The commoner, however, shook his head. "Nay," he replied. "That's what they say out here in the lighted world, that it's the Torturers we have to look out for. But it's you guards who carry out the Torturers' orders, and how you do so makes all the difference. If you'd been harsh to me, or cruel or indifferent, then nothing my Torturer said would have swayed me. But you were always civil to me – you treated me like a man, not like a miserable criminal. And once I'd seen what it was like to be treated as a man, I thirsted for it, sir. I truly did. I began to think how I might live that way. So what the Torturer said to me, that made a mark. But only because of how you'd treated me, first-off."
This was, to say the least, a disconcerting speech. She made a private resolve to ask her brother afterwards what this was about. Surely all that took place in the Eternal Dungeon was that prisoners were tortured until they confessed to their crimes?
Her companion was apologetic, once the commoner had left. "I had not meant for you to be exposed to such dark matters," he said.
Paradoxically – for she had already regretted asking to be introduced to him – she found herself saying angrily, "I should think it would be the duty of every gentlewoman in this queendom to know of how criminals are handled in prisons, since the criminals' conduct affects the lives of everyone, elite and mid-class and commoner. That is why I am here today." Which was as bold a lie as she had ever told. She resolved to make her statement true by asking her brother a few questions about the Keeper's plans for Parkside Prison.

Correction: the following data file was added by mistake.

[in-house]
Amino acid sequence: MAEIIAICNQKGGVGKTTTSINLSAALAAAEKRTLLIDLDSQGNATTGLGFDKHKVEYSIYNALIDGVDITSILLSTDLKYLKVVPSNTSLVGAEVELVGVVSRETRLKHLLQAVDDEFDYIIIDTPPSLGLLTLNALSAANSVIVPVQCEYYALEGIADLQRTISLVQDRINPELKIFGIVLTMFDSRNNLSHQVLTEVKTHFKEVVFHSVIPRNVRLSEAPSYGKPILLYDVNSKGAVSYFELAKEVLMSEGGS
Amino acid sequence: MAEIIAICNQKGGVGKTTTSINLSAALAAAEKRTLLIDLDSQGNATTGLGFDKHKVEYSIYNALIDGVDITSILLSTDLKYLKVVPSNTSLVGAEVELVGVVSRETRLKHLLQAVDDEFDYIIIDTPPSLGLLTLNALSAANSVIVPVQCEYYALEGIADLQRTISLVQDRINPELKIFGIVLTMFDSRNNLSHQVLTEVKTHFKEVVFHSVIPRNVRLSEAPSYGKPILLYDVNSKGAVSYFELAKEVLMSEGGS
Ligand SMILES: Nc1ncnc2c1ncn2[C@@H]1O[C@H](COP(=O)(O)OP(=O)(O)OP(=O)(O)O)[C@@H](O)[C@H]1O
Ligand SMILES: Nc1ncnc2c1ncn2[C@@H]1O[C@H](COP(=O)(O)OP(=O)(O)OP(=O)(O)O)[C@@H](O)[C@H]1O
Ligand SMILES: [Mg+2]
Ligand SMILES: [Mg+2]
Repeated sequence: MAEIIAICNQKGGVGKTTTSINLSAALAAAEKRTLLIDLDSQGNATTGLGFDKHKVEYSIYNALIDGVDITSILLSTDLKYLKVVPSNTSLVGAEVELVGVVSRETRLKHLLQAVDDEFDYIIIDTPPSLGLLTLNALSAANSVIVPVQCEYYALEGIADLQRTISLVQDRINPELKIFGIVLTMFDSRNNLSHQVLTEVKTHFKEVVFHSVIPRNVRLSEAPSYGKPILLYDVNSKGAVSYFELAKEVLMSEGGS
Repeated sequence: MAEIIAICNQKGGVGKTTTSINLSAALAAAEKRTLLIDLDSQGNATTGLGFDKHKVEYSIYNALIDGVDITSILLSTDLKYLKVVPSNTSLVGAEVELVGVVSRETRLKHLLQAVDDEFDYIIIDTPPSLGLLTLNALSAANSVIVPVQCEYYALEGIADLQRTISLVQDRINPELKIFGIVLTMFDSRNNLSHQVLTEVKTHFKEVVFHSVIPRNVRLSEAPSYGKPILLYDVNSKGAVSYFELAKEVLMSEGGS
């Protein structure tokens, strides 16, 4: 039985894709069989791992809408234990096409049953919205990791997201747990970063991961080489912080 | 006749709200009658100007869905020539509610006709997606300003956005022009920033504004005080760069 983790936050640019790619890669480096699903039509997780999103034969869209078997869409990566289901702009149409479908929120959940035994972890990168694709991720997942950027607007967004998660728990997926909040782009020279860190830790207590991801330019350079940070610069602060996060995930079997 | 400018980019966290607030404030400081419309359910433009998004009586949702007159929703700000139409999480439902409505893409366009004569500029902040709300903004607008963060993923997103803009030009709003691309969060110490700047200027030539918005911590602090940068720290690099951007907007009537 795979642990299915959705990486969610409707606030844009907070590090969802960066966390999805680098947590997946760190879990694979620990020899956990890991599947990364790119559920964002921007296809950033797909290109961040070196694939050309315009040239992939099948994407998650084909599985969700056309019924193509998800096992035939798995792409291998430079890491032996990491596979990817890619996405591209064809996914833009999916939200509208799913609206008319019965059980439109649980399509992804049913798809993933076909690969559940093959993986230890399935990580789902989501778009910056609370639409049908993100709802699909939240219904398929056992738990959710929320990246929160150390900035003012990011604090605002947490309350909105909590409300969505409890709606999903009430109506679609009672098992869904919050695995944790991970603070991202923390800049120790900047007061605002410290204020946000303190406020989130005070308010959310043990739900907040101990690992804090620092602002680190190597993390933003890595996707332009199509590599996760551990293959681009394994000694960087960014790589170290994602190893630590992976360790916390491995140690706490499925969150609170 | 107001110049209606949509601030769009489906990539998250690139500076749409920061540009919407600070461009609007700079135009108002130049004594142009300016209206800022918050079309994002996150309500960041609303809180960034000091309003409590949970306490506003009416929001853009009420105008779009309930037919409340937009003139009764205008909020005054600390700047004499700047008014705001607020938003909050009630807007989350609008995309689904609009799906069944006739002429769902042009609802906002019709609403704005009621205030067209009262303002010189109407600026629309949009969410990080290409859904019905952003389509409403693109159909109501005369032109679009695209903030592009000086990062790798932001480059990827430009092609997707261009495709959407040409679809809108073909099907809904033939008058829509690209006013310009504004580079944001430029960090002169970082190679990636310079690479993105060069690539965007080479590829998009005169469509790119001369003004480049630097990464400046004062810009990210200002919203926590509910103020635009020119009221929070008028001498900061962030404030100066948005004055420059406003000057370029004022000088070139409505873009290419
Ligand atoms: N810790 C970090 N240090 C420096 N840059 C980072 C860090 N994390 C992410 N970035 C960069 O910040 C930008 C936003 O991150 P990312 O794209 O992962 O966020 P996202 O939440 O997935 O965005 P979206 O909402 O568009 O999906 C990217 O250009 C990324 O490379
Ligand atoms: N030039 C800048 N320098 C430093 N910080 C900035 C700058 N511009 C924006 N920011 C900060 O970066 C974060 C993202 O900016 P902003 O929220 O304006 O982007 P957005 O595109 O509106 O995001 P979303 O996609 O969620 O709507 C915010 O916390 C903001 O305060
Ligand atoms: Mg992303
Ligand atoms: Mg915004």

The conversation ended then, as her brother fetched her to take her home. She was relieved, knowing that she had passed through this trial unscathed.
And so it was not a little annoying when she received a letter soon afterwards from the guard.
He apologized for being so bold, begged her forgiveness if he was creating distress in her life by contacting her. He had been struck, he said, by the remark she made about the duties of gentlewomen. . . .